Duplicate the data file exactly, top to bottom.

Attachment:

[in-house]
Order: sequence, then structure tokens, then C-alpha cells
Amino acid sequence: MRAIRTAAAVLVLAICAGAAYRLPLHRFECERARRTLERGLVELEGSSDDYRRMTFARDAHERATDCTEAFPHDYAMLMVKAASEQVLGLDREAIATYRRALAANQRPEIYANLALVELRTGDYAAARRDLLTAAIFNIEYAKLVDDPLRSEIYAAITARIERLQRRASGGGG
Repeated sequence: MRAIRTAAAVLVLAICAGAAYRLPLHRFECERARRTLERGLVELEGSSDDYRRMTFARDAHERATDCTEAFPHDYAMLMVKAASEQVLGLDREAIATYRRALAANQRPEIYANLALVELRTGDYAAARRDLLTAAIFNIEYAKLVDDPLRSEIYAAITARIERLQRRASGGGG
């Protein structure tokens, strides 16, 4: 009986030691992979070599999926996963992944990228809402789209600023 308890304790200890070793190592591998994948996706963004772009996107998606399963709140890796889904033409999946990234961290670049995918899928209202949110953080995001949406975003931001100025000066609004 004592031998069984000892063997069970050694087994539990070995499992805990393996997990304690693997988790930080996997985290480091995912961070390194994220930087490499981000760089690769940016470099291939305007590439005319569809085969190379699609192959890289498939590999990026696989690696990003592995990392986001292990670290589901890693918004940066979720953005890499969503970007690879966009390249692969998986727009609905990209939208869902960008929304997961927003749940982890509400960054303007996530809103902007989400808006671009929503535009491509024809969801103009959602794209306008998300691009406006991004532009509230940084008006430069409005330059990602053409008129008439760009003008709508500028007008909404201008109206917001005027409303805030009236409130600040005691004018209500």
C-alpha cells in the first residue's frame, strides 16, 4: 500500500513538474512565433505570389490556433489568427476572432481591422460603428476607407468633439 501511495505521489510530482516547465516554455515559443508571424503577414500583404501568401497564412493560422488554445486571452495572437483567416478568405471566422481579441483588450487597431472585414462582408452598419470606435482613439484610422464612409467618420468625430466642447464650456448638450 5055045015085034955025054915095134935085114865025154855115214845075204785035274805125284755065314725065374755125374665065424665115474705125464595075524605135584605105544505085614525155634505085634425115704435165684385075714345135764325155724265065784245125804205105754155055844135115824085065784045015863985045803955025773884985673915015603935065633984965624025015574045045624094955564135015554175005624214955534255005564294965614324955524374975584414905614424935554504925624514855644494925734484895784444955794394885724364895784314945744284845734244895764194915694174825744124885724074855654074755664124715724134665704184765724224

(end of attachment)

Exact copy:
[in-house]
Order: sequence, then structure tokens, then C-alpha cells
Amino acid sequence: MRAIRTAAAVLVLAICAGAAYRLPLHRFECERARRTLERGLVELEGSSDDYRRMTFARDAHERATDCTEAFPHDYAMLMVKAASEQVLGLDREAIATYRRALAANQRPEIYANLALVELRTGDYAAARRDLLTAAIFNIEYAKLVDDPLRSEIYAAITARIERLQRRASGGGG
Repeated sequence: MRAIRTAAAVLVLAICAGAAYRLPLHRFECERARRTLERGLVELEGSSDDYRRMTFARDAHERATDCTEAFPHDYAMLMVKAASEQVLGLDREAIATYRRALAANQRPEIYANLALVELRTGDYAAARRDLLTAAIFNIEYAKLVDDPLRSEIYAAITARIERLQRRASGGGG
């Protein structure tokens, strides 16, 4: 009986030691992979070599999926996963992944990228809402789209600023 308890304790200890070793190592591998994948996706963004772009996107998606399963709140890796889904033409999946990234961290670049995918899928209202949110953080995001949406975003931001100025000066609004 004592031998069984000892063997069970050694087994539990070995499992805990393996997990304690693997988790930080996997985290480091995912961070390194994220930087490499981000760089690769940016470099291939305007590439005319569809085969190379699609192959890289498939590999990026696989690696990003592995990392986001292990670290589901890693918004940066979720953005890499969503970007690879966009390249692969998986727009609905990209939208869902960008929304997961927003749940982890509400960054303007996530809103902007989400808006671009929503535009491509024809969801103009959602794209306008998300691009406006991004532009509230940084008006430069409005330059990602053409008129008439760009003008709508500028007008909404201008109206917001005027409303805030009236409130600040005691004018209500």
C-alpha cells in the first residue's frame, strides 16, 4: 500500500513538474512565433505570389490556433489568427476572432481591422460603428476607407468633439 501511495505521489510530482516547465516554455515559443508571424503577414500583404501568401497564412493560422488554445486571452495572437483567416478568405471566422481579441483588450487597431472585414462582408452598419470606435482613439484610422464612409467618420468625430466642447464650456448638450 5055045015085034955025054915095134935085114865025154855115214845075204785035274805125284755065314725065374755125374665065424665115474705125464595075524605135584605105544505085614525155634505085634425115704435165684385075714345135764325155724265065784245125804205105754155055844135115824085065784045015863985045803955025773884985673915015603935065633984965624025015574045045624094955564135015554175005624214955534255005564294965614324955524374975584414905614424935554504925624514855644494925734484895784444955794394885724364895784314945744284845734244895764194915694174825744124885724074855654074755664124715724134665704184765724224